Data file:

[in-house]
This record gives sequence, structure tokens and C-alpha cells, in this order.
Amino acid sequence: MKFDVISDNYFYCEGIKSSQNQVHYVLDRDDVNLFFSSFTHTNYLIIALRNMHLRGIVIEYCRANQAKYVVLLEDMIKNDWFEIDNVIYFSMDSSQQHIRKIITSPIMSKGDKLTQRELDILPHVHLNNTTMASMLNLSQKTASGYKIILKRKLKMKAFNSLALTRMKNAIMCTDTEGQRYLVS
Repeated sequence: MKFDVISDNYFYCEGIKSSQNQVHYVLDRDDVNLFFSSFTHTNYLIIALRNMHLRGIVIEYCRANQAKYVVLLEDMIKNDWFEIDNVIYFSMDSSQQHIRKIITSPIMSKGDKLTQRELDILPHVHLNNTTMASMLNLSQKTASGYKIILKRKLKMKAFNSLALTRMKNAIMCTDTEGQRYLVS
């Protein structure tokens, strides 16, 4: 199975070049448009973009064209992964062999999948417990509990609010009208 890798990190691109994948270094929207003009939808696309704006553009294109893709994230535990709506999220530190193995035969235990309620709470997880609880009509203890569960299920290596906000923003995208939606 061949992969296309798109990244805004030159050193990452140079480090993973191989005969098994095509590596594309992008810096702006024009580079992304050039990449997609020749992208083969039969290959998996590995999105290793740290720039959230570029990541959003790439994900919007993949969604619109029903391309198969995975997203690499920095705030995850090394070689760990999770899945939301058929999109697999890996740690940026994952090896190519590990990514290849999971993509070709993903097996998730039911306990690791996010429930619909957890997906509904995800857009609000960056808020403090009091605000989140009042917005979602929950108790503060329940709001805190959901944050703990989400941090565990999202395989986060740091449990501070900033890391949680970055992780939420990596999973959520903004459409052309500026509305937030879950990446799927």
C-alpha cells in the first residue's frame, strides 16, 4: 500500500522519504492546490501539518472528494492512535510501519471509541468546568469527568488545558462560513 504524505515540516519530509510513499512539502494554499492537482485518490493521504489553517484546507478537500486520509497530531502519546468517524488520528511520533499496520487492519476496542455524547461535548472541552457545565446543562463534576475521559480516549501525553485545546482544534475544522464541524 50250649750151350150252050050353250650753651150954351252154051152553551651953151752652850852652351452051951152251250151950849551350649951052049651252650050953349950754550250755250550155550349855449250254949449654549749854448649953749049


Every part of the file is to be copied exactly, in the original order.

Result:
[in-house]
This record gives sequence, structure tokens and C-alpha cells, in this order.
Amino acid sequence: MKFDVISDNYFYCEGIKSSQNQVHYVLDRDDVNLFFSSFTHTNYLIIALRNMHLRGIVIEYCRANQAKYVVLLEDMIKNDWFEIDNVIYFSMDSSQQHIRKIITSPIMSKGDKLTQRELDILPHVHLNNTTMASMLNLSQKTASGYKIILKRKLKMKAFNSLALTRMKNAIMCTDTEGQRYLVS
Repeated sequence: MKFDVISDNYFYCEGIKSSQNQVHYVLDRDDVNLFFSSFTHTNYLIIALRNMHLRGIVIEYCRANQAKYVVLLEDMIKNDWFEIDNVIYFSMDSSQQHIRKIITSPIMSKGDKLTQRELDILPHVHLNNTTMASMLNLSQKTASGYKIILKRKLKMKAFNSLALTRMKNAIMCTDTEGQRYLVS
């Protein structure tokens, strides 16, 4: 199975070049448009973009064209992964062999999948417990509990609010009208 890798990190691109994948270094929207003009939808696309704006553009294109893709994230535990709506999220530190193995035969235990309620709470997880609880009509203890569960299920290596906000923003995208939606 061949992969296309798109990244805004030159050193990452140079480090993973191989005969098994095509590596594309992008810096702006024009580079992304050039990449997609020749992208083969039969290959998996590995999105290793740290720039959230570029990541959003790439994900919007993949969604619109029903391309198969995975997203690499920095705030995850090394070689760990999770899945939301058929999109697999890996740690940026994952090896190519590990990514290849999971993509070709993903097996998730039911306990690791996010429930619909957890997906509904995800857009609000960056808020403090009091605000989140009042917005979602929950108790503060329940709001805190959901944050703990989400941090565990999202395989986060740091449990501070900033890391949680970055992780939420990596999973959520903004459409052309500026509305937030879950990446799927």
C-alpha cells in the first residue's frame, strides 16, 4: 500500500522519504492546490501539518472528494492512535510501519471509541468546568469527568488545558462560513 504524505515540516519530509510513499512539502494554499492537482485518490493521504489553517484546507478537500486520509497530531502519546468517524488520528511520533499496520487492519476496542455524547461535548472541552457545565446543562463534576475521559480516549501525553485545546482544534475544522464541524 50250649750151350150252050050353250650753651150954351252154051152553551651953151752652850852652351452051951152251250151950849551350649951052049651252650050953349950754550250755250550155550349855449250254949449654549749854448649953749049